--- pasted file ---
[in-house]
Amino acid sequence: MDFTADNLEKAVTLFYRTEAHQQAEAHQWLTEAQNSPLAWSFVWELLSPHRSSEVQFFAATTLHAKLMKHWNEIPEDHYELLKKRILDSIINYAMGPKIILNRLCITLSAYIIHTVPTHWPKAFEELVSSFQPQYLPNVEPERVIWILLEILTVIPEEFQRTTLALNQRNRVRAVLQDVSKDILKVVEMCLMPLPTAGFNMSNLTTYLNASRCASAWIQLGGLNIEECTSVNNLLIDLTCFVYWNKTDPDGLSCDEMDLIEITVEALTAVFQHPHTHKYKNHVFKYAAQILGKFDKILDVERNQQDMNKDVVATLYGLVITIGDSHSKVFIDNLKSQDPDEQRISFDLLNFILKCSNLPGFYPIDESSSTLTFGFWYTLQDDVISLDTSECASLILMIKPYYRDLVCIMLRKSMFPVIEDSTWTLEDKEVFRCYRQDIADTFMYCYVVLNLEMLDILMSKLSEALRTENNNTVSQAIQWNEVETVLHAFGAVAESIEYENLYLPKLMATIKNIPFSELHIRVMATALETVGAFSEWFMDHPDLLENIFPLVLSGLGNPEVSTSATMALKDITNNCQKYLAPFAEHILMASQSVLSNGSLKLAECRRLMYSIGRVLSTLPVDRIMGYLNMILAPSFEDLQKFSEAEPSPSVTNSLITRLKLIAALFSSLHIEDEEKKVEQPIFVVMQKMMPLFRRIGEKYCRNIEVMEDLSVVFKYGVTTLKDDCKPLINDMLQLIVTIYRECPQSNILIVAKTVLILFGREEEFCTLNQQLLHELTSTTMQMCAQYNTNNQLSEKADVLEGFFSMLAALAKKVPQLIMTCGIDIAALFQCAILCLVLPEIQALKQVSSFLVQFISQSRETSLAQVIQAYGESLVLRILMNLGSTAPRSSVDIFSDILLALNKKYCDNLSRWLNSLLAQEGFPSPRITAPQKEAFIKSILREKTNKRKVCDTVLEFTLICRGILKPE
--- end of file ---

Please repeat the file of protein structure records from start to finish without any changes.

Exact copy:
[in-house]
Amino acid sequence: MDFTADNLEKAVTLFYRTEAHQQAEAHQWLTEAQNSPLAWSFVWELLSPHRSSEVQFFAATTLHAKLMKHWNEIPEDHYELLKKRILDSIINYAMGPKIILNRLCITLSAYIIHTVPTHWPKAFEELVSSFQPQYLPNVEPERVIWILLEILTVIPEEFQRTTLALNQRNRVRAVLQDVSKDILKVVEMCLMPLPTAGFNMSNLTTYLNASRCASAWIQLGGLNIEECTSVNNLLIDLTCFVYWNKTDPDGLSCDEMDLIEITVEALTAVFQHPHTHKYKNHVFKYAAQILGKFDKILDVERNQQDMNKDVVATLYGLVITIGDSHSKVFIDNLKSQDPDEQRISFDLLNFILKCSNLPGFYPIDESSSTLTFGFWYTLQDDVISLDTSECASLILMIKPYYRDLVCIMLRKSMFPVIEDSTWTLEDKEVFRCYRQDIADTFMYCYVVLNLEMLDILMSKLSEALRTENNNTVSQAIQWNEVETVLHAFGAVAESIEYENLYLPKLMATIKNIPFSELHIRVMATALETVGAFSEWFMDHPDLLENIFPLVLSGLGNPEVSTSATMALKDITNNCQKYLAPFAEHILMASQSVLSNGSLKLAECRRLMYSIGRVLSTLPVDRIMGYLNMILAPSFEDLQKFSEAEPSPSVTNSLITRLKLIAALFSSLHIEDEEKKVEQPIFVVMQKMMPLFRRIGEKYCRNIEVMEDLSVVFKYGVTTLKDDCKPLINDMLQLIVTIYRECPQSNILIVAKTVLILFGREEEFCTLNQQLLHELTSTTMQMCAQYNTNNQLSEKADVLEGFFSMLAALAKKVPQLIMTCGIDIAALFQCAILCLVLPEIQALKQVSSFLVQFISQSRETSLAQVIQAYGESLVLRILMNLGSTAPRSSVDIFSDILLALNKKYCDNLSRWLNSLLAQEGFPSPRITAPQKEAFIKSILREKTNKRKVCDTVLEFTLICRGILKPE